Ventral striatum binding of a dopamine D2/3 receptor agonist but not antagonist predicts normal body mass index

Fernando Caravaggio, Sofia Raitsin, Philip Gerretsen, Shinichiro Nakajima, Alan Wilson, Ariel Graff-Guerrero

Research output: Contribution to journalArticlepeer-review

42 Citations (Scopus)


Background Positron emission tomography research has shown that dopamine D2/3 receptor (D2/3R) availability is negatively correlated with body mass index (BMI) in obese but not in healthy subjects. However, previous positron emission tomography studies have not looked specifically at the ventral striatum (VS), which plays an important role in motivation and feeding. Furthermore, these studies have only used antagonist radiotracers. Normal-weight rats given free access to high-fat diets demonstrate behavioral sensitization to D2/3R agonists but not to antagonists. Sensitization is associated with increased D2/3R affinity, which affects binding of agonists but not antagonists.

Methods We examined the association between BMI within the nonobese range (18.6-27.8) and D2/3R availability in the VS with the use of the agonist radiotracer [11C]-(+)-PHNO (n = 26) and the antagonist [11C]-raclopride (n = 35) in healthy humans.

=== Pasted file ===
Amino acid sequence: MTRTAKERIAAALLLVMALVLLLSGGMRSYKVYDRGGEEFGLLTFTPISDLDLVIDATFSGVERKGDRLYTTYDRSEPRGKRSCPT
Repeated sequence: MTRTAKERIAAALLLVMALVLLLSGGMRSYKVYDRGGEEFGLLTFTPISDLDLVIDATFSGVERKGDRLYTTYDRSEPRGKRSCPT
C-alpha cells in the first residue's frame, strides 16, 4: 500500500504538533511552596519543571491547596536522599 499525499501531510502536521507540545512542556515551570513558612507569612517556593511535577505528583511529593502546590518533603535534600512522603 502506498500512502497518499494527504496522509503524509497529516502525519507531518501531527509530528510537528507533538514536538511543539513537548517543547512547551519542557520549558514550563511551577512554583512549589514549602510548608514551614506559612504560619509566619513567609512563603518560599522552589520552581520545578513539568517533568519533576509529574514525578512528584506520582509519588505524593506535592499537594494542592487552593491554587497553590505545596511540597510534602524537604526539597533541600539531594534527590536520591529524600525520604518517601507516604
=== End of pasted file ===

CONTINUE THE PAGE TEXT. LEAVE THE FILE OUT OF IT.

Results In the VS, we found a positive correlation between BMI and [11C]-(+)-PHNO binding but no relationship with [11C]-raclopride binding. Secondary analyses revealed no relationship between BMI and binding in the dorsal striatum with either radiotracer.

Conclusions We propose that in nonobese individuals, higher BMI may be associated with increased D2R affinity in the VS. This increased affinity may potentiate the incentive salience of food cues and counteract the effects of satiety cues, thereby increasing feeding.

Original languageEnglish
Pages (from-to)196-202
Number of pages7
JournalBiological Psychiatry
Issue number2
Publication statusPublished - 2015 Jan 15
Externally publishedYes


  • Body mass index
  • Dopamine D receptor
  • Food addiction
  • Obesity
  • PET
  • Ventral striatum

ASJC Scopus subject areas

  • Biological Psychiatry


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